I exaggerate for effect. Although thanks to Martin von Wyss, an Australian geographer, cartographer and punctuation enthusiast, we’re on the cusp of interrobangs visible from space even if they aren’t technically in space. I came across a tweet of Martin’s a few weeks ago, and if you take a second to click on that link you’ll see exactly why I was keen to get in touch.
Martin has painted an interrobang on the roof of his house.
I sent Martin a message to ask him why he had undertaken this noble task and his answer, to paraphrase George Mallory’s famous justification for tackling Mount Everest, was joyously simple: because he could. Martin writes:
Ever since Google Maps (or was it Mapquest?) came along with their free images in 2003(?), I’ve been conniving about orthophoto art.* But it wasn’t until recently that I had roof access! And in the meantime I learned to love the interrobang.
As a cartographer, typography and fonts matter a great deal to me. In my work I usually end up using sans serif fonts that are legible at very small sizes and lend the map an air of impartiality. But I knew that no one would get a headache from reading one character in all of greater Melbourne’s roofs, so I went for an expressive serifed interrobang. Since I’m on Twitter and since they’ve chosen such a fine specimen for their logo, I used the logo of the State Library of NSW as my model when sketching out my character on the roof.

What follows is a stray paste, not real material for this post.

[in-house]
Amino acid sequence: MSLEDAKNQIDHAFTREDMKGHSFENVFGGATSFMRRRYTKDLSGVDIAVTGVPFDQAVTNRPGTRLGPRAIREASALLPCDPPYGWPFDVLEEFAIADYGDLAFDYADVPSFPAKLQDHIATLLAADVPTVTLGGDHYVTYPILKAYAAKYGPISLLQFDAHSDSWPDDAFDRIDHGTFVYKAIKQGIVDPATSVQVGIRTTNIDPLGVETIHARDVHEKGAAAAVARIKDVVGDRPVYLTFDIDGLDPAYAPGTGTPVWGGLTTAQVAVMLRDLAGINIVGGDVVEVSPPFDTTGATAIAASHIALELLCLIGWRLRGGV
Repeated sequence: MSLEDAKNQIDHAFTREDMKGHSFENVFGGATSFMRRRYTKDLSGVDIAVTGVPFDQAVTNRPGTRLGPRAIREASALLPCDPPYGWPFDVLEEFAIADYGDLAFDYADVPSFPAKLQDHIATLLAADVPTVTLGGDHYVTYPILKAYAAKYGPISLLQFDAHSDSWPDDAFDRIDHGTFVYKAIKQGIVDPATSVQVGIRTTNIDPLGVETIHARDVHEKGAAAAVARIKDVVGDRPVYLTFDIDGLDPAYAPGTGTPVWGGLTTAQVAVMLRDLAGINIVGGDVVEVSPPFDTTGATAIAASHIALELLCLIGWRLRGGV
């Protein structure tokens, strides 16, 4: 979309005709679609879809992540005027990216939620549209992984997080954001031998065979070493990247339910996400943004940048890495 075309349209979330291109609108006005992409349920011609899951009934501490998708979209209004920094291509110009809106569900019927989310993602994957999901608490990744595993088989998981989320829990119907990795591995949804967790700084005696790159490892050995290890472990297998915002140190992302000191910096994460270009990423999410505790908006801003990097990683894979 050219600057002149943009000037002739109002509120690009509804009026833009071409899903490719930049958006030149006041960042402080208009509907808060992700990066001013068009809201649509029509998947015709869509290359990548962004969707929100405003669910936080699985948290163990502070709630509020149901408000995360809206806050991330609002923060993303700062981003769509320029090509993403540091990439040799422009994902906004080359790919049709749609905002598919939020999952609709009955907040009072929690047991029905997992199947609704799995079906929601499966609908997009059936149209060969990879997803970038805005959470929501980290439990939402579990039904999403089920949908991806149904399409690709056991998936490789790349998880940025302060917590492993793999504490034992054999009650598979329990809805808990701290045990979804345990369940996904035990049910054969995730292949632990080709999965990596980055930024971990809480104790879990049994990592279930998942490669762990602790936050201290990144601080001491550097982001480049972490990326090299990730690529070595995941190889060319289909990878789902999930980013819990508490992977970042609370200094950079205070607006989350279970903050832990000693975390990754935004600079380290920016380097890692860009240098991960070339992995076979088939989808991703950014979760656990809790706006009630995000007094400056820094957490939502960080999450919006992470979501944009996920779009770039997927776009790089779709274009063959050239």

We used a pink chalk for the outlines on the metal deck and whatever paint it is we found in the garage for painting our character. An added benefit to the project is increasing our albedo!
Amazing. Martin’s house is both literally and metaphorically cooler as a result of his endeavour.
Readers of the Shady Characters book will find that Martin’s interrobang is familiar; it does indeed mirror the one used by State Library of New South Wales, although that august institution took the conventional route of placing its emblem on its walls rather than its roof. (The NSW interrobang, coincidentally, was the product of Vince Frost of Frost Design, who explained the reasoning behind the logo to me back in 2011.)
The image at the top of the page comes courtesy of nearmap, an Australian company that transforms aerial photographs into images suitable for use in mapping. Martin tells me that he awaits the next overflight of a Google Maps satellite so that his rooftop interrobang will finally be imaged from space and available for all to see. Perhaps it’s time for a Google Earth Alphabet of unusual marks of punctuation.
I can’t thank Martin enough for posting his picture to Twitter and for all his help in preparing this post. Check out his website for Australian Wine Maps and more!
Reader Angus got in touch after my recent post about the “quasiquote” to explain that he has been using a mark of his own invention with a similar meaning. He sent in an image to illustrate his symbol, a “broken” quotation mark in contrast to the underlined quotation mark we saw last time, that he uses in written correspondence:
I must thank Angus for getting in touch and for sending in a custom-made demonstration of his mark. Have you come up with any alternatively renderings for marks discussed here? An alternate-universe interrobang, perhaps, or an improved ampersand? Let us know in the comments, or drop me a line via the Contact form!